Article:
Britain's biggest classroom union is to call for an end to the working group which helps to set teachers' pay and conditions.
The National Union of Teachers has refused to join the Government-led rewards and incentives group (Rig), since rejecting the workload deal that gave teachers more time outside the classroom to plan lessons, three years ago.
The NUT will criticise the power of the Rig - which brings together ministers, local authorities and unions - and call for a new bargaining group to replace it.
The NUT has been punished for staying out of the so-called social partnership. It was excluded from a review into personalised learning which includes the GMB and TG support staff unions, yet was consulted over behaviour measures in the recent education bill. Steve Sinnott, the union's general secretary, called the consultation process "completely arbitrary".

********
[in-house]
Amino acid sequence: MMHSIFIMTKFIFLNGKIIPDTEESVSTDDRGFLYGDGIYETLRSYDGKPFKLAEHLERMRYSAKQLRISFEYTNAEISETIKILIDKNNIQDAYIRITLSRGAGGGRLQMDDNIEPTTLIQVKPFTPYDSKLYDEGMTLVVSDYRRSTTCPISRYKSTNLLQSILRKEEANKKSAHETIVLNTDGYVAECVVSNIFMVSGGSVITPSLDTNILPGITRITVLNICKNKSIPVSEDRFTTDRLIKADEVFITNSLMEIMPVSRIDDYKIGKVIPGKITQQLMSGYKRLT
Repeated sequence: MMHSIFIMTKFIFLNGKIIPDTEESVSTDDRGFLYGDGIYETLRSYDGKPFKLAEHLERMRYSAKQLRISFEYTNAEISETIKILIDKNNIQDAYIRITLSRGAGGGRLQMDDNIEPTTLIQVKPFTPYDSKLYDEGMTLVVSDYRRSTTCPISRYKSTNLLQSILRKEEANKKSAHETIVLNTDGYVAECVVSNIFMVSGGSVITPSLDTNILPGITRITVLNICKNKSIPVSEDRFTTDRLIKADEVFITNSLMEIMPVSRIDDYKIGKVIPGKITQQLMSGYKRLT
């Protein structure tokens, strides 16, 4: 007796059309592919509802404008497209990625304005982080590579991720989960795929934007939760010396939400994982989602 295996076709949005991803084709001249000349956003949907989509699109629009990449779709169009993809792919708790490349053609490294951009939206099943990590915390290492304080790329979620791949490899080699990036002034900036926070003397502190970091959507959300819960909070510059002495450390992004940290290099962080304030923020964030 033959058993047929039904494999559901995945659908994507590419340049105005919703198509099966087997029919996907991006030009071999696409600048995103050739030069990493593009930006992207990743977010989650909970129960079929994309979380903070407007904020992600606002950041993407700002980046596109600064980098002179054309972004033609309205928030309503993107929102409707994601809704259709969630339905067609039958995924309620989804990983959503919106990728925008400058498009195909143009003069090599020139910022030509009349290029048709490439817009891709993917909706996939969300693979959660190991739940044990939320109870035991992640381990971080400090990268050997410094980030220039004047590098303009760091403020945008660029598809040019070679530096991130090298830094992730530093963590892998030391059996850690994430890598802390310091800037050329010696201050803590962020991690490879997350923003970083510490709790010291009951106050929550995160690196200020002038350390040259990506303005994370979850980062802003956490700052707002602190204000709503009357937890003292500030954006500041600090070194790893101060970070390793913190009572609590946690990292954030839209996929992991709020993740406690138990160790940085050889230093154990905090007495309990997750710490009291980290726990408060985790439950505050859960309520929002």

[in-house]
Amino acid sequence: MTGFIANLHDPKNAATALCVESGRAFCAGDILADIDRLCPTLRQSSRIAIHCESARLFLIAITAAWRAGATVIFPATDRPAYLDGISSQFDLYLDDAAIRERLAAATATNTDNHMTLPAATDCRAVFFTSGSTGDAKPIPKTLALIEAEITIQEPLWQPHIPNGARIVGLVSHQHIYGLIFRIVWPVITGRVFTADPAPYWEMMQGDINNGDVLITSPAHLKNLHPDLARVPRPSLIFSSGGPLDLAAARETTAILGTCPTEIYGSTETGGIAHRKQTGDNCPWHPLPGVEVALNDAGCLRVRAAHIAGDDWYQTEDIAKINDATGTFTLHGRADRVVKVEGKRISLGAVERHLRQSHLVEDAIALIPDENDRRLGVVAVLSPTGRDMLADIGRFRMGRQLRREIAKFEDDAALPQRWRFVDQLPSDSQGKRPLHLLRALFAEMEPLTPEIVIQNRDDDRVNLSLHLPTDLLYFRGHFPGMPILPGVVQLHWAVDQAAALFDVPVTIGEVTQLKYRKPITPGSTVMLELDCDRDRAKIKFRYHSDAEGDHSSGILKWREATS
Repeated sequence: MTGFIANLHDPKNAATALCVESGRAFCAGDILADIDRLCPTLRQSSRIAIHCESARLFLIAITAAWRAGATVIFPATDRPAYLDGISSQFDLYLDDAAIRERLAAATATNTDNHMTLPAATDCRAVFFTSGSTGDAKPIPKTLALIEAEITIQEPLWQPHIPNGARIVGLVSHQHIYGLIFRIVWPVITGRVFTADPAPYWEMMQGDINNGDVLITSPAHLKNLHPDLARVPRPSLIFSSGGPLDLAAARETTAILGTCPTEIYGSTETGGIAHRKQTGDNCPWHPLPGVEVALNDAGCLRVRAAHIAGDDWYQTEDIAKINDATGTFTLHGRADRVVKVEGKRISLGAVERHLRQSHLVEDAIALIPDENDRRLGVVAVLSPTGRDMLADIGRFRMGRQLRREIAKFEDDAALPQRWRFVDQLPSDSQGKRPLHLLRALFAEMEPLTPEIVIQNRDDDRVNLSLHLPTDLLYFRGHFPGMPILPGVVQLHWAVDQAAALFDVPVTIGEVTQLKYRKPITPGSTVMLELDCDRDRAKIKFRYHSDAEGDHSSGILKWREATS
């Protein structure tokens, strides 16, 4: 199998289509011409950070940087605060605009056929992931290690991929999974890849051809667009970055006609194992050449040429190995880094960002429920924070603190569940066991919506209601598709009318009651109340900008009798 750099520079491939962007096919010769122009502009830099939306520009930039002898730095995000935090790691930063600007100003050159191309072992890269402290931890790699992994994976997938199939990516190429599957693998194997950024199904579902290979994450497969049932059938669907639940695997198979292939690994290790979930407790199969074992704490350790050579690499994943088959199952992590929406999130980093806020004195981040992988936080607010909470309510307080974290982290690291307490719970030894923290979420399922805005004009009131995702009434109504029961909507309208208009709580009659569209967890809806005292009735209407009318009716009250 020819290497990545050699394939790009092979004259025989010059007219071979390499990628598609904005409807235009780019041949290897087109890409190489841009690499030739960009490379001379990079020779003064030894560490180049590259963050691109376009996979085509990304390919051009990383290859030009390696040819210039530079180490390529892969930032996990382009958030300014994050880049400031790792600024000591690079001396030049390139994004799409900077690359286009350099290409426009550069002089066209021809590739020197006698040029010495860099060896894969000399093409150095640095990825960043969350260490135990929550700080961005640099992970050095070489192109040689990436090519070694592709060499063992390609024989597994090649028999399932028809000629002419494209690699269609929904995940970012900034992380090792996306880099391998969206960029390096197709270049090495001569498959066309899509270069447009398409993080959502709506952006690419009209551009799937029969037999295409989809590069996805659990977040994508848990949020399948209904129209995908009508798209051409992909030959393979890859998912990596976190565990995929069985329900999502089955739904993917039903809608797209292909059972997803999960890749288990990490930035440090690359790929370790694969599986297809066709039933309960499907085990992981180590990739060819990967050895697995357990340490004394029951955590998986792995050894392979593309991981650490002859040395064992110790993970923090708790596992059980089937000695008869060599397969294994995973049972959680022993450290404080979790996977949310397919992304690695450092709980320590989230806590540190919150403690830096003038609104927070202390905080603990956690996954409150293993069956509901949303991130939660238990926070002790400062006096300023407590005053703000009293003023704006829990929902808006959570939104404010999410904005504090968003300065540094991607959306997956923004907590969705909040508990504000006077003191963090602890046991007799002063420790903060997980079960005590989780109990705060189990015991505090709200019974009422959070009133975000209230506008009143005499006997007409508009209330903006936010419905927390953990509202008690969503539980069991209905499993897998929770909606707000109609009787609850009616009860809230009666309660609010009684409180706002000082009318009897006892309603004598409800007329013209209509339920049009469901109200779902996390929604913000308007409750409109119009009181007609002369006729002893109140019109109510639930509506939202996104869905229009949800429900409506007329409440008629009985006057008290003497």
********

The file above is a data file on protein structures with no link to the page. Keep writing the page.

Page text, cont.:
The NASUWT leadership has been attacked by some of its members for getting too close to the Government.
But Brian Garvey, its president, rejected the accusations, saying that, without the workload deal, teachers would not have won time for marking and lesson planning.
He quoted Eileen Halls, a teacher from Wakefield, who said: "You can put an alien in front of my class as long as I get time to do some work."
A motion at the ATL conference calling for it to withdraw from the social partnership was overwhelmingly defeated.